Breast cancer is something that “runs in the family”. We know that everyone inherits genes from their parents, and we know that mutations on certain genes can increase a person’s risk of developing breast cancer. A new study found that how well a person recovers from breast cancer is not linked to family history.
Genealogists spend a lot of time doing the research that is involved with putting together their family tree. In addition, many have also become interested in creating a medical family tree. The purpose is to get a better understanding of what diseases “run in the family”.
The health information that is in a medical family tree can be very useful. Your relatives can tell their doctors about the diseases that have affected many people in the family. The doctor can take that information and come up with a plan for prevention.
Genealogists can also use a direct-to-consumer DNA test to learn more about their genes. There are several of those tests on the market that can identify if a person has a mutation on their BRAC1 or BRAC2 genes. Those who have a mutation on either of those two genes have an increased risk of developing breast cancer.
A study was done in May of 2015 that was called “Family history and outcome of young patients with breast cancer in the UK”. It was published in the British Journal of Surgery.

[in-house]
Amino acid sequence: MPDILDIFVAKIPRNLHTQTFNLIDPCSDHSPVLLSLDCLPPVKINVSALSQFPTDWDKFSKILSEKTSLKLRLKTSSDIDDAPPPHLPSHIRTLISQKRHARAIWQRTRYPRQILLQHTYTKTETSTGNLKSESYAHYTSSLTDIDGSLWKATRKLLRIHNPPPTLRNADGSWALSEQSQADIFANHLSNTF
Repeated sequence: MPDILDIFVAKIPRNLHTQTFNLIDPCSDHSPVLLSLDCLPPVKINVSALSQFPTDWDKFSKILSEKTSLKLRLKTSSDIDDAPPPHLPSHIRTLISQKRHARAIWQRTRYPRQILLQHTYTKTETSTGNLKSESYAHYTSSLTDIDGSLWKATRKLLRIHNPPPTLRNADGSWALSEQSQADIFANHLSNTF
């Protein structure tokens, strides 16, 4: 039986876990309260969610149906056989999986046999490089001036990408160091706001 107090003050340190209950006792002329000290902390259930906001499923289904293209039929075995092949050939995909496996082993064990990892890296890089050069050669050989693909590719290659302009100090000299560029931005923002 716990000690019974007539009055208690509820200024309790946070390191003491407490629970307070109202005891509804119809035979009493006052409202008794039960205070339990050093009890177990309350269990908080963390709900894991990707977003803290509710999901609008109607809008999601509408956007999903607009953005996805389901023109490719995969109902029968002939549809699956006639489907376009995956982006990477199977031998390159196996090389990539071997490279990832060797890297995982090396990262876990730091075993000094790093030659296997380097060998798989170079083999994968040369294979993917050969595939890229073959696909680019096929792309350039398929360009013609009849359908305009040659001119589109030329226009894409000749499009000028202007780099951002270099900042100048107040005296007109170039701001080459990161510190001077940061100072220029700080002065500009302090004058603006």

The study looked at the family history data that was available for 2,850 young people who had breast cancer. All of the women in the study were under the age of 41. Some of the women in the study had a family history of breast cancer, and some did not have any family history of breast cancer.
One of the researchers of the study was Ramsey Cutress. He is an associate professor in breast surgery at the University of Southampton in Britain. The Times of India has a quote from him in regards to this study.
“Successful treatment for breast cancer is just as likely in young patients with a family history of breast cancer, as in those without a family history”, said Ramsey Cutress. He also said “Patients with a family history of breast cancer can, therefore, be reassured that their family history alone does not mean that their outcome will be worse.
The key thing to take from the results of this study is that people who have a mutation on their BRAC1 or BRAC2 gene have the same chance of recovery from breast cancer as people who have breast cancer but do not have those specific mutations. The genes increase the risk of developing breast cancer, but they don’t have any affect on how well someone will recover from it.
Image by F.//Chicca// K. Silva on Flickr.
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